Thursday, May 14, 2009

Obama and the power of ideas: Part 2

In part one of 'Obama and the Power of Ideas' we laid down our philosophical opinions about what ideas are, and how they may be used for good or evil in the world. As promised, we will now explore how President Obama can put to use the immense political capital he enjoys in America, and the world, to steer the ship of American foreign policy back into calmer waters.

Obama will be speaking next month in Egypt, a country that many Arabs still see as the heart of contemporary Arabic culture and identity. The speech's importance will depend on its content. Foreign public speeches, especially when they are delivered by the President of the United States, are important. They can affect public and elite opinions around the world in serious ways, and what region is more in need of soft-diplomacy than the Middle East today? The Cairo speech will be a chance for Obama to build on the idea upon which he was elected: change.

The speech must therefore inspire the millions of relatively deprived citizens of the region. It must remind the people that while their leaders may not necessarily hear their calls for political freedom, America does. But it will not force it on them or bring about such changes by throwing their societies into further disarray.

The speech must also heavily touch on the number-one problem of the Middle East - the Arab-Israeli conflict. Obama and his speech writers cannot possibly underestimate the importance of this conflict to the region's citizens. He must be steadfast in his support for peace and provide not simply empty rhetoric, but a clear message that peace between Israel and the Arabs will be at the top of his foreign policy agenda. If the message wavers in this regard he will almost instantly turn-off millions of listeners.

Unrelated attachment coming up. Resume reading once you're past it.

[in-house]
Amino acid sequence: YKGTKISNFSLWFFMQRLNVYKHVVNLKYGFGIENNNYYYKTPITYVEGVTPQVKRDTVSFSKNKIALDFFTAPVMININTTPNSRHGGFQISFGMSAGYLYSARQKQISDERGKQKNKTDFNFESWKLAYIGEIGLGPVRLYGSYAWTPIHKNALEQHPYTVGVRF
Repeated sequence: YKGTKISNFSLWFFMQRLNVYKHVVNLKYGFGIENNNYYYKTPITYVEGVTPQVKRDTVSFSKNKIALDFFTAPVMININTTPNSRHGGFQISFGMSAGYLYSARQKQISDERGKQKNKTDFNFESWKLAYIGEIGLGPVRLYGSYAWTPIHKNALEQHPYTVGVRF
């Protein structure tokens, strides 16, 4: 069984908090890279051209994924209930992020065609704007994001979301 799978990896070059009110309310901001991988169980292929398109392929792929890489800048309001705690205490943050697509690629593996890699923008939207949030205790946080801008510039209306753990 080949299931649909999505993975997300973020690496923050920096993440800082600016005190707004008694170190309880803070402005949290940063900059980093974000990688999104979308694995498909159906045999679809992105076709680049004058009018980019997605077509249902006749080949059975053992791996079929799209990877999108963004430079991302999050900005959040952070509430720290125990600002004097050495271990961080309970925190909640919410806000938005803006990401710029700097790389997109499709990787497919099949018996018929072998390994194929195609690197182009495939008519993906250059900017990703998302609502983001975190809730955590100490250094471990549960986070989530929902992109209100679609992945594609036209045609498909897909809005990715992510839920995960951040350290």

With regards to other regions of the world, Obama must continue to send the message that America is listening, not simply pretending too, and contemplating ways to accommodate the multiplicity of voices and interests. This is not an 'apologetic or appeasement' strategy like Obama's critiques claim. It is the smart thing to do in order to tame the surge in anti-Americanism that followed Bush's disastrous eight years in power.

Without softening the almost reflexive resistance to American power and ideals that has spread around the world, Washington will have a much harder time pursuing its interests without relying on 'hard-power'. Soft-power, of which public diplomacy is a crucial pillar, will have to be a cornerstone of his foreign policy strategy, not a by-product.

In this regard, Obama's decision to seek readmission into the United Nations Human Rights Council, after Bush withdrew from it, is a welcome development. After all, we have already seen what over-reliance on military strength and economic sanctions have achieved, do we really want more of the same?

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